But when the friar came to the fourth petition, touching our daily bread, he began to be astonished and ashamed, so that he did sweat abundantly, partly because his sophistry began to fail him, (not finding such a colour for that part, as for the other which went before,) and partly because he spake against his own knowledge and conscience: and so he was compelled to confess that it was not in the saints' power to give us our daily bread, but that they should pray to God for us, "that we," said he, "may obtain our daily bread by their intercession:" and so glossed he the rest to the end. Not standing yet content with this detestable doctrine, he affirmed, most blasphemously, that St. Paul's napkin, and St. Peter's shadow, did miracles, and that the virtue of Elijah's cloak divided the waters; attributing nothing to the power of God: with many other errors of the papists, horrible to be heard.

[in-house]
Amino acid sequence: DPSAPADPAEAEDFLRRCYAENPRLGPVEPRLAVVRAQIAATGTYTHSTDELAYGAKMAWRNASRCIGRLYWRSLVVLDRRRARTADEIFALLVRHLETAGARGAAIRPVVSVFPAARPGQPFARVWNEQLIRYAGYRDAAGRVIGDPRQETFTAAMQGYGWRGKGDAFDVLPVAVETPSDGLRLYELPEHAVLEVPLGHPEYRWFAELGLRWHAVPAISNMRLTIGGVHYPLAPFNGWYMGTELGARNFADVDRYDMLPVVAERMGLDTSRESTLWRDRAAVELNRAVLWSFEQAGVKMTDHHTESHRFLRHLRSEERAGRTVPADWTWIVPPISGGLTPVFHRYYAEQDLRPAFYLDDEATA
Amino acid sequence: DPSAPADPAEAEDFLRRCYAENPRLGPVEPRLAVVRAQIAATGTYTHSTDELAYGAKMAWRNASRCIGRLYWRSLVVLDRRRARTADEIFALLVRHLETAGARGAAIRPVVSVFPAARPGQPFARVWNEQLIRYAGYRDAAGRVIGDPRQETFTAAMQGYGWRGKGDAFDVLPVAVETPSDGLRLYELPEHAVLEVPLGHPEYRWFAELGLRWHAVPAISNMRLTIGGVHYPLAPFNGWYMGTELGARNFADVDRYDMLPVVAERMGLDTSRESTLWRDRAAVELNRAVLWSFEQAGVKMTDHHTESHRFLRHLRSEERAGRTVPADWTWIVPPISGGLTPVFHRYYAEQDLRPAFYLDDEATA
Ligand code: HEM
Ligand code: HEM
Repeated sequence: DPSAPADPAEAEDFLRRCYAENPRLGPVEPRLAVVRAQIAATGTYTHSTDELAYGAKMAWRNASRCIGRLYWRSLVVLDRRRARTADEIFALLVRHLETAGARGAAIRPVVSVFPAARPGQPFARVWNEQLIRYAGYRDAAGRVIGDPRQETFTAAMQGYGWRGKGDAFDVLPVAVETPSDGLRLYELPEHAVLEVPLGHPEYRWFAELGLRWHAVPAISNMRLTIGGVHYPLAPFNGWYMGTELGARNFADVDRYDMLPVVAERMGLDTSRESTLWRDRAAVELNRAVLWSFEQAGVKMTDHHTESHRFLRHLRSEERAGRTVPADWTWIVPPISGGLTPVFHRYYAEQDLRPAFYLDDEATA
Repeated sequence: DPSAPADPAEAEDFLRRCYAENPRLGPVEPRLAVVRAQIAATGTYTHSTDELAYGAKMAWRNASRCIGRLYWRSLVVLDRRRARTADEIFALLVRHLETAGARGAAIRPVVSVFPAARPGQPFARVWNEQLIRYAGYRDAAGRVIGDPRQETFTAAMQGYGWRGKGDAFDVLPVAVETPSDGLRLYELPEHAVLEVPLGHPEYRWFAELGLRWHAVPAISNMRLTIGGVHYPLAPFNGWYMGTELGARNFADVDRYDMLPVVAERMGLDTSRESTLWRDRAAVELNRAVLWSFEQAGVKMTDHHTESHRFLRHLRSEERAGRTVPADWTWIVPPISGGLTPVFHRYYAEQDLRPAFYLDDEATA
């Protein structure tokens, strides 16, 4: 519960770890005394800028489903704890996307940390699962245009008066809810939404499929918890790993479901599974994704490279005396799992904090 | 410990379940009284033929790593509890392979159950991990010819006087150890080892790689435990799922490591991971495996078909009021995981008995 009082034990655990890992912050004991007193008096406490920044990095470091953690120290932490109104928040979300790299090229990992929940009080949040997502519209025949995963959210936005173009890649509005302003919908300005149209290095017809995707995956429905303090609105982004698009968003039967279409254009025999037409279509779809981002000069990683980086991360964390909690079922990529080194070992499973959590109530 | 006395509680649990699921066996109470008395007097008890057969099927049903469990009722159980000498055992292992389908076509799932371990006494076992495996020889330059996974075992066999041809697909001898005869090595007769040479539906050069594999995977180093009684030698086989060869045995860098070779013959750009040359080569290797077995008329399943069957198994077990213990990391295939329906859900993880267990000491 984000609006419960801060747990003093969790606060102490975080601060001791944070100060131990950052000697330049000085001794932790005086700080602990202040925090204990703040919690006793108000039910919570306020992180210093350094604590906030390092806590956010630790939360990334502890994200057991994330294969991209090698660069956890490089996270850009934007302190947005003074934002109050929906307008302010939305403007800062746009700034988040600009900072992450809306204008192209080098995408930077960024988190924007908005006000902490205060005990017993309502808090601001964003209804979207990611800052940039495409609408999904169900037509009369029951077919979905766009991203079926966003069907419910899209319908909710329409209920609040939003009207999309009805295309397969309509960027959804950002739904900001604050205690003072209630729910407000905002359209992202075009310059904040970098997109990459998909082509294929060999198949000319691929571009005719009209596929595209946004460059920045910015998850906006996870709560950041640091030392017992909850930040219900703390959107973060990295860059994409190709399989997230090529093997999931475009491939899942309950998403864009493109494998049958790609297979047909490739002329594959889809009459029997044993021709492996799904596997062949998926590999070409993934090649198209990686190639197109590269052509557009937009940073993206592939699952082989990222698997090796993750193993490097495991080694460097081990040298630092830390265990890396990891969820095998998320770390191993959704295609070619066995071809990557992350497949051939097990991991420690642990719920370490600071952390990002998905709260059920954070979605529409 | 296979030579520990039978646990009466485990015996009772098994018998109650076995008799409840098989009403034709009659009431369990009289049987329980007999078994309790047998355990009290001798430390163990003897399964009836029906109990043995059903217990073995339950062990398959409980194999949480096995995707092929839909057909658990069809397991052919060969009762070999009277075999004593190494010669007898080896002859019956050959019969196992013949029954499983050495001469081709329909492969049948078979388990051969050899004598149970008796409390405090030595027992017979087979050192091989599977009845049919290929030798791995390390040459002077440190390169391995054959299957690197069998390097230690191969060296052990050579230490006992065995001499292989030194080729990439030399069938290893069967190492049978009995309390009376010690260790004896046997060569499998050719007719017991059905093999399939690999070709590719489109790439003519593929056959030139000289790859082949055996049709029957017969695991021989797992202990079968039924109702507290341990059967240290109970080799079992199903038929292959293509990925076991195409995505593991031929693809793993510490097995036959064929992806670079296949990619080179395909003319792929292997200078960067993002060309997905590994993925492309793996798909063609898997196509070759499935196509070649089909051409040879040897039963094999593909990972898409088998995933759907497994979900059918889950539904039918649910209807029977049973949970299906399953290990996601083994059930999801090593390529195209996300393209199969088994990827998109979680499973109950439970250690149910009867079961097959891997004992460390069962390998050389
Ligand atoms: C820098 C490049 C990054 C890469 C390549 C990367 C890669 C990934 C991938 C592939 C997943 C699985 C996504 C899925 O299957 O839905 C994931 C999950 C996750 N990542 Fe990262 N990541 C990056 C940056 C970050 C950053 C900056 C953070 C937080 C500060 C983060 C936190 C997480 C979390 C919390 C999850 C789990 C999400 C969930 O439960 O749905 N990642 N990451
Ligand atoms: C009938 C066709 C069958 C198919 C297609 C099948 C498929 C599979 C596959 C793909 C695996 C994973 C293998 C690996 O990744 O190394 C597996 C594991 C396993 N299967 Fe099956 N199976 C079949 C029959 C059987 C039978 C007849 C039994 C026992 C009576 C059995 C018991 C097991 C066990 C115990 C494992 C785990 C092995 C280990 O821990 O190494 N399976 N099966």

Upon this followed, incontinent, a dangerous schism in the church of Scotland: for not only the clergy, but the whole people were divided among themselves, one defending the truth, and another the papistry; in such sort that there rose a proverb, "To whom say you your Pater-noster?" And although the papists had the upper hand as then, whose words were almost holden for law, (so great was the blindness of that age,) yet God so inspired the hearts of the common people, that so many as could get the understanding of the bare words of the Lord's Prayer in English, (which was then said in Latin,) utterly detested that opinion, holding that it should in no wise be said to saints: so that the craftsmen and their servants in their booths, when the friar came, exploded him with shame enough, crying, "Friar Pater-noster!" "Friar Pater-noster!" who at the last being convicted in his own conscience, and ashamed of his former sermon, was compelled to leave the town of St. Andrews.